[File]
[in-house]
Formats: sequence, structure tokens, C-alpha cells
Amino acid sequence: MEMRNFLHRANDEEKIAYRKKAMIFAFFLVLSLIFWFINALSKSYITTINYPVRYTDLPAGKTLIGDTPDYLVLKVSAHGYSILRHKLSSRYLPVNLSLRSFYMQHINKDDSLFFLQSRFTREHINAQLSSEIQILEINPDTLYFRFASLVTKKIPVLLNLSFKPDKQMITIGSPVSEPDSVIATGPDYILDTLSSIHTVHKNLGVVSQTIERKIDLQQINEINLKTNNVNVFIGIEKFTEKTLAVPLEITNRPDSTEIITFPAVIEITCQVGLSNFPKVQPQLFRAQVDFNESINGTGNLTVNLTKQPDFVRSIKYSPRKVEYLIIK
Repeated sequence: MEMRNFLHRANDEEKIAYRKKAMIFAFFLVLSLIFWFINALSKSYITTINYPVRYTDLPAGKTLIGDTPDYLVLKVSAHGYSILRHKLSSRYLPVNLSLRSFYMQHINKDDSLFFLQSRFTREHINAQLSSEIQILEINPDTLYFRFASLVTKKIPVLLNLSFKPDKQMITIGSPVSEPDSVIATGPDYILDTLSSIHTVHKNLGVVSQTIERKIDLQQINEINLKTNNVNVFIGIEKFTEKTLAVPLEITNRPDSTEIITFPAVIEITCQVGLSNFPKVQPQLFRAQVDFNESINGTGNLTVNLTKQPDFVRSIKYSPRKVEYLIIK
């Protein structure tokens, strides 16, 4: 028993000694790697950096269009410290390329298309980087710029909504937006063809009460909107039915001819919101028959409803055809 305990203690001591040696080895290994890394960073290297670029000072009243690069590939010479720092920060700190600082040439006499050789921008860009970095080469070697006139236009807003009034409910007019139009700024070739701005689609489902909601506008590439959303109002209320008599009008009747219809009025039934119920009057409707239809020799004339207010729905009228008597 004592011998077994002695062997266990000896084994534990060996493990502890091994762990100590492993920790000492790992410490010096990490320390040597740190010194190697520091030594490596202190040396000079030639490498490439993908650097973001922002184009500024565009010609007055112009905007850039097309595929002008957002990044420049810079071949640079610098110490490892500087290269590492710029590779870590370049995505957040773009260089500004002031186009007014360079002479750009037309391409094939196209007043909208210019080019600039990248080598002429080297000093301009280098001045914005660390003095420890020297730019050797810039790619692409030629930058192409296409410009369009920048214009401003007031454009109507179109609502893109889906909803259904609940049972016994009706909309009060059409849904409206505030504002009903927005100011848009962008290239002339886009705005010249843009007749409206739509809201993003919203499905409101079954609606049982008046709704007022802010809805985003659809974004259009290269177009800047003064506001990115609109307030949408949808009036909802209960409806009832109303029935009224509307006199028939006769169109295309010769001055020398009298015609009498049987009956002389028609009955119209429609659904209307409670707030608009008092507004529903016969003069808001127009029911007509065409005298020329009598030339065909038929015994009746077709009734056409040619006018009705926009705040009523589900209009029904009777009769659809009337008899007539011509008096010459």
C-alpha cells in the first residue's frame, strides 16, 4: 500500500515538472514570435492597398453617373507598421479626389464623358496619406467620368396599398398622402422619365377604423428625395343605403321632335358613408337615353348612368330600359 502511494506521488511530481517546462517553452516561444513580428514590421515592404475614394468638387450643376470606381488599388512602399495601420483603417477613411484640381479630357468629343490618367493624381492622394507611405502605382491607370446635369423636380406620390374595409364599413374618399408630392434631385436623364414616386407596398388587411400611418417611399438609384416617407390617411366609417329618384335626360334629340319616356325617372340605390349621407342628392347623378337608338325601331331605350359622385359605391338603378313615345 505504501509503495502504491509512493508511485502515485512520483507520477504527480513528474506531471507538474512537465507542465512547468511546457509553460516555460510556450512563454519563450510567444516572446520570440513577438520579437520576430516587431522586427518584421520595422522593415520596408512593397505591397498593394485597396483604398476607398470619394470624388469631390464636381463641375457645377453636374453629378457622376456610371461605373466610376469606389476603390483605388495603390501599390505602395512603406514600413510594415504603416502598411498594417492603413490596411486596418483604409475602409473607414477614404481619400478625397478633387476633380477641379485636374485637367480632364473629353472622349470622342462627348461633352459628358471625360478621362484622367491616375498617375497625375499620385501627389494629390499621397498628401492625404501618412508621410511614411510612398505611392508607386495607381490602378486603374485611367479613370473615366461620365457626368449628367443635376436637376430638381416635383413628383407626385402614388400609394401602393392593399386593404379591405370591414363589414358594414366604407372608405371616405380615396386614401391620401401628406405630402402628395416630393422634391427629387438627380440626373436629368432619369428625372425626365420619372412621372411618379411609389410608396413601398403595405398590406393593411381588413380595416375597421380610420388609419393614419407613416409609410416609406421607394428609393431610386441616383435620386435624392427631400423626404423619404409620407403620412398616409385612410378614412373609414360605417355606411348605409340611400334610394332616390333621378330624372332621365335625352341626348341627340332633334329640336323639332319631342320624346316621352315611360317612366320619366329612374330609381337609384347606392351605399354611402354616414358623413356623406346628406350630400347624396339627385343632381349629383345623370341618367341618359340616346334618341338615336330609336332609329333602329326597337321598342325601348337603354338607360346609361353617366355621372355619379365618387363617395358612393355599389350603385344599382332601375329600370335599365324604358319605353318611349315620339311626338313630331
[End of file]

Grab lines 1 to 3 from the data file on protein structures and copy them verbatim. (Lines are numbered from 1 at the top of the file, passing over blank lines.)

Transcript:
[in-house]
Formats: sequence, structure tokens, C-alpha cells
Amino acid sequence: MEMRNFLHRANDEEKIAYRKKAMIFAFFLVLSLIFWFINALSKSYITTINYPVRYTDLPAGKTLIGDTPDYLVLKVSAHGYSILRHKLSSRYLPVNLSLRSFYMQHINKDDSLFFLQSRFTREHINAQLSSEIQILEINPDTLYFRFASLVTKKIPVLLNLSFKPDKQMITIGSPVSEPDSVIATGPDYILDTLSSIHTVHKNLGVVSQTIERKIDLQQINEINLKTNNVNVFIGIEKFTEKTLAVPLEITNRPDSTEIITFPAVIEITCQVGLSNFPKVQPQLFRAQVDFNESINGTGNLTVNLTKQPDFVRSIKYSPRKVEYLIIK